Why pray to God when people don’t listen anyway?

Why pray to God when people don’t want to listen anyway? Seriously, why would a Christian Pastor say, “We ought to pray as if it all depends on God”? And to make it worse, follow it up with, “But we have to work as if it all depends upon us”?

At least the monkeys in the image have a common theme.

One doesn’t say anything.
One doesn’t see anything.
One doesn’t hear anything.

That’s supposed to represent speak no evil, see no evil, and hear no evil.

But the theme from the pastor is – say something that sounds good.
And then follow it up with, even though that sounded good, I’m not going to do it.

What makes the whole thing so sad is that both of these themes are representative of the conservative, Republican, and all too often the Christian approach to gun violence in America.

Some pretend everything is OK. Just blame it on mental illness. And to then do nothing. That’s the speak, see and hear no evil.

Others pretend they’re going to seek God’s help. And then do their own thing anyway.

I sometimes ask, how did we get here? Well, this goes a long way to explaining why we’re here. And why we’re not going to either stay here – or get even worse.

So we’re going to look at faith and deeds, faith and no deeds, and no faith or deeds.

Why pray to God when people don’t listen anyway?

If you read carefully, you noticed I wrote, But the theme from the pastor is say something that sounds good.

The pastor said something that sounded good? But the implication is that it wasn’t? Well, it’s not an implication. He did say something that wasn’t good. Maybe it was a poor choice of words? But the conclusion indicates it wasn’t.

Here’s the background on what’s happening, from ‘We cannot remain on the sidelines:’ After Texas mass shooting, faith leaders call for action after prayers.

Faith without deeds

I wholeheartedly agree with the first statement in the article.

As a reverend whose closest friend in the ministry is a Nashville pastor whose church lies 3 miles from where a shooter killed six at a private Christian school in March, Stephen Sanders absolutely believes in the importance of thoughts and prayers.

“You have to give time for people to grieve,” said Sanders, lead pastor at Oak Hill United Methodist Church in Austin, Texas. “We have to care for people in response to a tragedy. But my faith tradition says that faith without works is dead. If all we do is pray to feel good about ourselves, I think we have a very trivial faith.”

If anything, what Pastor Sanders said is an understatement. Faith without deeds, according to James in the Bible, is less than trivial.

Faith and Deeds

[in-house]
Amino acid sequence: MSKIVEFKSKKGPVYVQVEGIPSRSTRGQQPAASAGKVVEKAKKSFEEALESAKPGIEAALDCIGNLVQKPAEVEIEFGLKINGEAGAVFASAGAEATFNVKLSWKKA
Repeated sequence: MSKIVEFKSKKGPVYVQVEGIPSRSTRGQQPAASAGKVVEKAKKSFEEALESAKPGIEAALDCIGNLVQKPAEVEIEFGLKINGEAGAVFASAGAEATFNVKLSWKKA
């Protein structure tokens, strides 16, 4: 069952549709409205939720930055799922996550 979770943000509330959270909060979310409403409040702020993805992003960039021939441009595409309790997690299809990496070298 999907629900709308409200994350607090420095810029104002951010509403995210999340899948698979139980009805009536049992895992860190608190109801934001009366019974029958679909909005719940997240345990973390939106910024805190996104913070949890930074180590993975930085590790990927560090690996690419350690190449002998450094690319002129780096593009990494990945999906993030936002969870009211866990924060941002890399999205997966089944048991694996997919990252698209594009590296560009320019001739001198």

Jas 2:14 What good is it, my brothers, if a man claims to have faith but has no deeds? Can such faith save him? 15 Suppose a brother or sister is without clothes and daily food. 16 If one of you says to him, “Go, I wish you well; keep warm and well fed,” but does nothing about his physical needs, what good is it? 17 In the same way, faith by itself, if it is not accompanied by action, is dead.

Jas 2:18 But someone will say, “You have faith; I have deeds.”
Show me your faith without deeds, and I will show you my faith by what I do.

Faith with no action

Sadly, the article points out what we see far too often with conservative Republicans in government leadership positions.

In the wake of all-too-common mass shootings, a predictable pattern unfolds: Amid calls for tighter gun restrictions, some GOP lawmakers face backlash for instead insisting the focus should be on “thoughts and prayers” for victims and their families.

Christians who support this kind of response from leaders they support are quick to point out that God appoints our leaders, so we must support them, because that’s what God wants.

But wait!

Doesn’t the Bible show us that God often allows wicked people to rise to power in order to teach the people, us, something? For instance, that we need to call out to God for help? Or that it’s our wicked ways that led these people to come to power? And isn’t that especially true when we’re the ones who voted those people into power?

How does it follow that God appointed our leaders when it’s us who voted for them? And then, when they do something that’s decidedly not Christian, claim that it must be followed because God put them there? All the while, it’s people who put our leaders in power because they wanted to force everyone to do the unChristian things we wanted to do in the first place!

That’s circular reasoning, with a false premise. If anything, it’s God giving us what we want to show us that we’re not following His desires. How can we look at all these mass shootings and then just say it’s God’s will that we have all these weapons, so let’s just pray because that’s all God wants us to do?

Doesn’t God want us to help all the victims here? And, let’s be honest, if we claim the problem is mental illness, then the victims are certainly those shot, whether injured or killed. And their family members. And their loved ones.